2. The program would allow up to $5,000,000 to be taken each year out of the general education fund via credits for donations to private school scholarship organizations.

3. Senator Stephenson admitted at the Utah Taxpayer's Association's pre-legislative conference (my notes: they're tough to read sometimes. Scroll down to Stephenson's comments about 2/3 of the way down) that most private schools will not accept a student who scores below grade level or is not proficient in English. He claims that the Catholic schools are eager to take these students. I would love to hear someone from that system confirm that sentiment. He also doesn't say how much capacity remains in those schools statewide. I think I'm right in saying there is a waiting list to enroll in both Judge Memorial and Juan Diego high schools. I am not familiar with the amount of Catholic elementary and middle schools in the state. Would a generous estimate be that 200-300 additional voucher students could enroll?

Stephenson says these vouchers would create a market for private schools focused on low-achieving students, so new quality schools would quickly spring up to better serve those students. (At $5500 a pop with no mandated programs, he's right that some schools would take that money.)

4. There will be a very large number of students who qualify for the voucher-- NOT just 2 or 3 difficult students from a class. Off the top of my head, I would estimate at least 100-200 students of the 1200 at my school received at least one state test score below proficient last year. (Schools with more affluent demographics will have fewer students, some Title I schools would have over 50% with at least one score below proficient.) Each of those students who take a voucher represent up to a $2,684 loss to education funding ($5,500 - $2,816 = $2,684.)

5. The school grading bill is brand new and based on those same test scores. Many Title I schools will get F's based on those standards. No fancy program will "solve" the difficulties of educating all struggling students. Senator Stephenson is on the record as wanting to "dismantle" and privatize those schools that the school grading program sets up for F's. This voucher bill would make 100% of the students at those schools eligible for vouchers, thus thousands of potential $2,684 losses. Stephenson is pursuing his stated goal through indirect means.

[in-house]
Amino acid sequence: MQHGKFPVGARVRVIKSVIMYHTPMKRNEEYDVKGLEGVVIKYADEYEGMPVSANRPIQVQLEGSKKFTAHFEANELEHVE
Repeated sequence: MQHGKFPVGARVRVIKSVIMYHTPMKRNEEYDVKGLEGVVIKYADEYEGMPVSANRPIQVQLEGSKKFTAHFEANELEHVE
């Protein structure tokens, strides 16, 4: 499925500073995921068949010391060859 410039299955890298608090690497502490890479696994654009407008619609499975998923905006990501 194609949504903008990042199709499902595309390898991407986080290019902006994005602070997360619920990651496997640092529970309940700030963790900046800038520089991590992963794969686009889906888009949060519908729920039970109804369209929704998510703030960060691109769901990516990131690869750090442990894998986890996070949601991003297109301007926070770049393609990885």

There's more to say, but it will have to wait.



opencontent said...

I really appreciate your analysis here. Thanks very much for digging into the detail on how funding moves about. This is as clear an explanation as I have seen.

I was surprised that, in a document of this detail, I couldn't find the amount of dollars set aside by the state for purchasing textbooks or other curriculum. If you know where that number is off the top of your head, could you please let me know where it is? david.wiley@gmail.com

UtahTeacher said...

Hello Professor Wiley,

Thank you for reading. I have been following your open textbook initiative over the last few weeks, and it looks wonderful.

Textbooks have to go through a loose vetting at the state level to be considered for primary use in a classroom, but the state doesn't purchase textbooks. That is done at the district and school level. That means you have to dig through the long budget documents at each individual district website, which are not always intuitive to find.

As for "other curriculum," I don't think many schools are paying money to curriculum writers. The core curriculum is designated at the state and the schools use textbooks and their own creative materials.

The Alpine District budget was linked from Departments -> Administration -> Transparency -> Budget. http://alpineschools.org/accounting/budget/2011-12-budget (This went to a Google Doc, but I had a much easier time reading after I clicked Download Original)

Those WPU's that come to the district are apportioned out as the funding for almost everything at the district level besides the buildings themselves. Personnel is by far the largest cost. At least for Alpine District, textbooks fall first under the category "Instruction," and then "Supplies" as the budget divisions narrow into categories. Page 13 of the budget, but 16 in my browser, shows a breakdown of "below the line" income from the state much more specific than I could find in the state document. There is a line item for "Supplemental Supplies/Textbooks" for almost half a million. Must fall under a broader category in the state summary. This may indicate you could dig in that document and find the total the state spent on this line item.

But Alpine ended up spending much more than that with the remainder coming from WPU's, so you would have to get totals district by district. See pg. 16 (19 in browser) to find that Alpine spent $2.37 million on textbooks this budget year. With the new core coming, especially the weird math classes, using a quality open textbook could grant some welcome budget relief.

Cameron said...